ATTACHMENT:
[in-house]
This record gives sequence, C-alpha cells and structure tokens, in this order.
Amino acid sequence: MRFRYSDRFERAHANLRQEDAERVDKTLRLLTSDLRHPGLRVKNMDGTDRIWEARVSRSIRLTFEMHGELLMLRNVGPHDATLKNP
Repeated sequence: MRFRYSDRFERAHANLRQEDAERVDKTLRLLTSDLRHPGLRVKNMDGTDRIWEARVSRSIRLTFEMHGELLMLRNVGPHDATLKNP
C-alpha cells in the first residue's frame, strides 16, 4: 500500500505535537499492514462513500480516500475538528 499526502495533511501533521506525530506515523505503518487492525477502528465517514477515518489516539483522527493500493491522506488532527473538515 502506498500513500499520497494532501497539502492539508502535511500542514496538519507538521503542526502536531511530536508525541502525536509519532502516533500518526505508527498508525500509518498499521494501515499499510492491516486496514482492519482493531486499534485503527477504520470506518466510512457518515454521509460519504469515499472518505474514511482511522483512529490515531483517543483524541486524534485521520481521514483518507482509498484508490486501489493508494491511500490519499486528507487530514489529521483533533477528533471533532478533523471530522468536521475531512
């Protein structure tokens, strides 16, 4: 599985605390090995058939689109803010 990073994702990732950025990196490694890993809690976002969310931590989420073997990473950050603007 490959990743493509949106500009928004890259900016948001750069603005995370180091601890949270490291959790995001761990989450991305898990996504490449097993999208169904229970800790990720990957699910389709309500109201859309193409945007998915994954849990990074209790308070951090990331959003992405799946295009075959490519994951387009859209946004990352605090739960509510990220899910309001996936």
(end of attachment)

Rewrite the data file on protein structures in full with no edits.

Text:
[in-house]
This record gives sequence, C-alpha cells and structure tokens, in this order.
Amino acid sequence: MRFRYSDRFERAHANLRQEDAERVDKTLRLLTSDLRHPGLRVKNMDGTDRIWEARVSRSIRLTFEMHGELLMLRNVGPHDATLKNP
Repeated sequence: MRFRYSDRFERAHANLRQEDAERVDKTLRLLTSDLRHPGLRVKNMDGTDRIWEARVSRSIRLTFEMHGELLMLRNVGPHDATLKNP
C-alpha cells in the first residue's frame, strides 16, 4: 500500500505535537499492514462513500480516500475538528 499526502495533511501533521506525530506515523505503518487492525477502528465517514477515518489516539483522527493500493491522506488532527473538515 502506498500513500499520497494532501497539502492539508502535511500542514496538519507538521503542526502536531511530536508525541502525536509519532502516533500518526505508527498508525500509518498499521494501515499499510492491516486496514482492519482493531486499534485503527477504520470506518466510512457518515454521509460519504469515499472518505474514511482511522483512529490515531483517543483524541486524534485521520481521514483518507482509498484508490486501489493508494491511500490519499486528507487530514489529521483533533477528533471533532478533523471530522468536521475531512
């Protein structure tokens, strides 16, 4: 599985605390090995058939689109803010 990073994702990732950025990196490694890993809690976002969310931590989420073997990473950050603007 490959990743493509949106500009928004890259900016948001750069603005995370180091601890949270490291959790995001761990989450991305898990996504490449097993999208169904229970800790990720990957699910389709309500109201859309193409945007998915994954849990990074209790308070951090990331959003992405799946295009075959490519994951387009859209946004990352605090739960509510990220899910309001996936």